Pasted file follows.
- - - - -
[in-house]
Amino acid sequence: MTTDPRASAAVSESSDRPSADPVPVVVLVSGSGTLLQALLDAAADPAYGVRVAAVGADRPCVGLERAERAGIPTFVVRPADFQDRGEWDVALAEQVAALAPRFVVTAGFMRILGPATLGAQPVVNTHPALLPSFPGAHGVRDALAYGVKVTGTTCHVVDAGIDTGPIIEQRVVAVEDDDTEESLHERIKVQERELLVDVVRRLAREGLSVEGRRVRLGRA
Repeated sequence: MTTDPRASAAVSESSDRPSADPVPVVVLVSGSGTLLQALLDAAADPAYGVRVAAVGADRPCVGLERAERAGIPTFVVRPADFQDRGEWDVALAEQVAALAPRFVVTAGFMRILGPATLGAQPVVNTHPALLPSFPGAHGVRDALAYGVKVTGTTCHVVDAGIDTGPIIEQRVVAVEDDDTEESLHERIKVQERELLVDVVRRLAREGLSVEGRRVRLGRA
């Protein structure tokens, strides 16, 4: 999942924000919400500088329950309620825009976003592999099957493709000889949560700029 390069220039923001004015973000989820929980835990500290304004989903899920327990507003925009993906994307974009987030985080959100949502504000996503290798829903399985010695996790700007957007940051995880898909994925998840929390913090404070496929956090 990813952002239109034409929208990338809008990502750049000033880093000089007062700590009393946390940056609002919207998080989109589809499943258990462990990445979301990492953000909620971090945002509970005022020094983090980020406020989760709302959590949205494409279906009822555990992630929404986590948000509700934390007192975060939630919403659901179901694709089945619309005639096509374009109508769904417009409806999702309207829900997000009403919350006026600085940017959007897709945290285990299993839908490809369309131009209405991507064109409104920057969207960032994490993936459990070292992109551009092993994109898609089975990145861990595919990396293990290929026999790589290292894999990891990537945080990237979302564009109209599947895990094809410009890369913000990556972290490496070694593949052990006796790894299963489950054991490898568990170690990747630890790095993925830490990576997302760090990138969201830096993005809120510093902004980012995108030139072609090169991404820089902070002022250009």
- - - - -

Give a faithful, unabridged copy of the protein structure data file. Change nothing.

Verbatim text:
[in-house]
Amino acid sequence: MTTDPRASAAVSESSDRPSADPVPVVVLVSGSGTLLQALLDAAADPAYGVRVAAVGADRPCVGLERAERAGIPTFVVRPADFQDRGEWDVALAEQVAALAPRFVVTAGFMRILGPATLGAQPVVNTHPALLPSFPGAHGVRDALAYGVKVTGTTCHVVDAGIDTGPIIEQRVVAVEDDDTEESLHERIKVQERELLVDVVRRLAREGLSVEGRRVRLGRA
Repeated sequence: MTTDPRASAAVSESSDRPSADPVPVVVLVSGSGTLLQALLDAAADPAYGVRVAAVGADRPCVGLERAERAGIPTFVVRPADFQDRGEWDVALAEQVAALAPRFVVTAGFMRILGPATLGAQPVVNTHPALLPSFPGAHGVRDALAYGVKVTGTTCHVVDAGIDTGPIIEQRVVAVEDDDTEESLHERIKVQERELLVDVVRRLAREGLSVEGRRVRLGRA
């Protein structure tokens, strides 16, 4: 999942924000919400500088329950309620825009976003592999099957493709000889949560700029 390069220039923001004015973000989820929980835990500290304004989903899920327990507003925009993906994307974009987030985080959100949502504000996503290798829903399985010695996790700007957007940051995880898909994925998840929390913090404070496929956090 990813952002239109034409929208990338809008990502750049000033880093000089007062700590009393946390940056609002919207998080989109589809499943258990462990990445979301990492953000909620971090945002509970005022020094983090980020406020989760709302959590949205494409279906009822555990992630929404986590948000509700934390007192975060939630919403659901179901694709089945619309005639096509374009109508769904417009409806999702309207829900997000009403919350006026600085940017959007897709945290285990299993839908490809369309131009209405991507064109409104920057969207960032994490993936459990070292992109551009092993994109898609089975990145861990595919990396293990290929026999790589290292894999990891990537945080990237979302564009109209599947895990094809410009890369913000990556972290490496070694593949052990006796790894299963489950054991490898568990170690990747630890790095993925830490990576997302760090990138969201830096993005809120510093902004980012995108030139072609090169991404820089902070002022250009």